Although much of the Single Code of Practice will be made up of new existing expectations, Trustees are beginning to feel the effects of the code coming into place. The three key new requirements of the code are:
- The own risk assessment (ORA)
- Effective systems of governance (ESOG)
- Remuneration policy
Many believe that the ORA will be the crucial challenge when implementing the code, however schemes should focus on getting their ESOG in place first, being an essential step towards the ORA. The ESOG will allow you to make sure your governance is effective and that your scheme is following the principles set out in the code.
So what is an ESOG?
An ESOG is a collection of processes, procedures and policies that your Scheme should have in place in order to operate in an effective manner. These procedures and polices are required be reviewed triennially or sooner should there be a significant change or heightened risk. The ESOG framework will require procedures and policies to cover modules in relation to the following:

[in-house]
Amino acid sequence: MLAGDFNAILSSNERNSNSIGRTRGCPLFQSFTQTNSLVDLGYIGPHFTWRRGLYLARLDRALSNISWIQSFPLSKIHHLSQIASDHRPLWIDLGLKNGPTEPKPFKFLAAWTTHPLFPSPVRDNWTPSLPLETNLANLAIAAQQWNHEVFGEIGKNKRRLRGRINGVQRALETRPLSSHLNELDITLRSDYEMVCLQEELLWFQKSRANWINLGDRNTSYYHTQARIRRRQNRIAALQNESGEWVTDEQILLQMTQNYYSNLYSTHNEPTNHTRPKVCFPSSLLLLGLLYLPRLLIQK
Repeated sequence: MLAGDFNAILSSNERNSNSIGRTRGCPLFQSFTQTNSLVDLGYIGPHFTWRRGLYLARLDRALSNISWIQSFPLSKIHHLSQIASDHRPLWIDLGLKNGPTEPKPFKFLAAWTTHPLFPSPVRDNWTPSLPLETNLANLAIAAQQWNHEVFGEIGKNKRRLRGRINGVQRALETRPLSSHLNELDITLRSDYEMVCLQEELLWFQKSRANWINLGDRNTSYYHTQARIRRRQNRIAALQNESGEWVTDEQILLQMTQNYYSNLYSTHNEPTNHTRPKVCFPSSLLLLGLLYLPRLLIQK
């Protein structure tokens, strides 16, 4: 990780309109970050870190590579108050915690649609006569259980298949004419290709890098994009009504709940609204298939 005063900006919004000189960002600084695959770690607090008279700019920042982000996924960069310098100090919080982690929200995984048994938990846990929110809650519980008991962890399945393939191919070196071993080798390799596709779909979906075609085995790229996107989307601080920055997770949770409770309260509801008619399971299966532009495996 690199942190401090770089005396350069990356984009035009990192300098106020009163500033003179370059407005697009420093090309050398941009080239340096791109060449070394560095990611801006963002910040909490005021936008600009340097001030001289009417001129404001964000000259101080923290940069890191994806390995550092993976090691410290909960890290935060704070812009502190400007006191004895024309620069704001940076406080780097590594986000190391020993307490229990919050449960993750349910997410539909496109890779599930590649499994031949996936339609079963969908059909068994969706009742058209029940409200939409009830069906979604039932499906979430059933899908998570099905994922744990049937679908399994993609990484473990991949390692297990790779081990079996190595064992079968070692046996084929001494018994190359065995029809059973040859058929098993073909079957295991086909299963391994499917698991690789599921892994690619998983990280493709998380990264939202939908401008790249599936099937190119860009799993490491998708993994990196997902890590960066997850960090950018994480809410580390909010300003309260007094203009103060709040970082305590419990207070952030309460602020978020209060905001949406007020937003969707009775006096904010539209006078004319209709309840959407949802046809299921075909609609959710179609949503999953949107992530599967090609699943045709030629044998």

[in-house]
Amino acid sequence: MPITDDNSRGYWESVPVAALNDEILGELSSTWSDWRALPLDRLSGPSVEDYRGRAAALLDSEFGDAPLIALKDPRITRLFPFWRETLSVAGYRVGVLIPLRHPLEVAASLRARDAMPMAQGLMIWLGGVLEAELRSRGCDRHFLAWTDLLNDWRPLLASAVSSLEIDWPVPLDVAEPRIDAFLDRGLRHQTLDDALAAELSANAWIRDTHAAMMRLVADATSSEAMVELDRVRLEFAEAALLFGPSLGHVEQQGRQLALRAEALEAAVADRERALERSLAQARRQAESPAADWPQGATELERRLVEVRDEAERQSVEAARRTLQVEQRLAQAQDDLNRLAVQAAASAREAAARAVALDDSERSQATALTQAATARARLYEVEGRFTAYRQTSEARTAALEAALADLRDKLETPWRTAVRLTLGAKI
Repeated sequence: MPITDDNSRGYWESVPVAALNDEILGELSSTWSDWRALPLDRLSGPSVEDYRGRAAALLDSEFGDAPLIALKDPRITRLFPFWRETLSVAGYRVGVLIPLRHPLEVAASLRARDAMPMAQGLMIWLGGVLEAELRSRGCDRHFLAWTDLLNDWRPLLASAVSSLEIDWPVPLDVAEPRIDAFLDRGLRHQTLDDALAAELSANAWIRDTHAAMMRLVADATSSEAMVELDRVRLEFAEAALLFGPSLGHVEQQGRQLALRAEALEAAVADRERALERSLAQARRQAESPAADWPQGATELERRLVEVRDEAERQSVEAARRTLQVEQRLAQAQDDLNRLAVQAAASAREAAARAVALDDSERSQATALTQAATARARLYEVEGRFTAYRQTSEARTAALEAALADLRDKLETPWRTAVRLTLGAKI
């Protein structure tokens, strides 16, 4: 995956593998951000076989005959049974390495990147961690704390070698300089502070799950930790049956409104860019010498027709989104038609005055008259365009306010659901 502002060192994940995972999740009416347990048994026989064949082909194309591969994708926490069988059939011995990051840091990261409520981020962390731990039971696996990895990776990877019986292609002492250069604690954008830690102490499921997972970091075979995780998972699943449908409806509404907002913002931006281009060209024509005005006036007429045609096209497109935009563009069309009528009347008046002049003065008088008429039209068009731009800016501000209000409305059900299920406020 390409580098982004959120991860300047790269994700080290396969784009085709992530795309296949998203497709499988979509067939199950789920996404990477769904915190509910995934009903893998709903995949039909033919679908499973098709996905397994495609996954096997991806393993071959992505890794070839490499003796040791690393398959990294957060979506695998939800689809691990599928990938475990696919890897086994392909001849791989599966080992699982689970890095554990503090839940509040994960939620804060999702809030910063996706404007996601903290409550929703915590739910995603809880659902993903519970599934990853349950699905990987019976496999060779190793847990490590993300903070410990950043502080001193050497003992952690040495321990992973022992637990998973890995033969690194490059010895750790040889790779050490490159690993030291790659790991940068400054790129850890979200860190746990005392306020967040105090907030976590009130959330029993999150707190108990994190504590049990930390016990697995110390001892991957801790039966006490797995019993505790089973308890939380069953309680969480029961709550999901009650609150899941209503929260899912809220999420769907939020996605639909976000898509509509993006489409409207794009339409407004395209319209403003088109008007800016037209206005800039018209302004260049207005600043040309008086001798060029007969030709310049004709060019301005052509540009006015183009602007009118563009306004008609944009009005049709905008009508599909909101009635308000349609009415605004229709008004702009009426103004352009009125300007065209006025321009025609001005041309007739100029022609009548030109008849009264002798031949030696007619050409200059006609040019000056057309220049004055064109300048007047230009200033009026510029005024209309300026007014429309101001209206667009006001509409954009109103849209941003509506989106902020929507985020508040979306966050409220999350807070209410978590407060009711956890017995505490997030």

- Investment matters
- Communications and disclosure
- Management of activities
- Organisational structure
- Internal controls
A gap analysis of current policies should first be complete against the ESOG framework to identify gaps and allow Trustees to articulate a plan to address the subsequent gaps. Many pension schemes will already have a strong governance framework and will meet the requirements of the ESOG however changes will be required to ensure compliance with the code.
It should be reiterated that the ORA is not the immediate requirement to worry about, but making sure governance is effective and you’re following the principles set out in the code.
If you would like to learn more about the Single Code of Practice and our recommended approach to assist Trustees, get in touch with us by emailing email@example.com or you can call us on 020 7112 8300.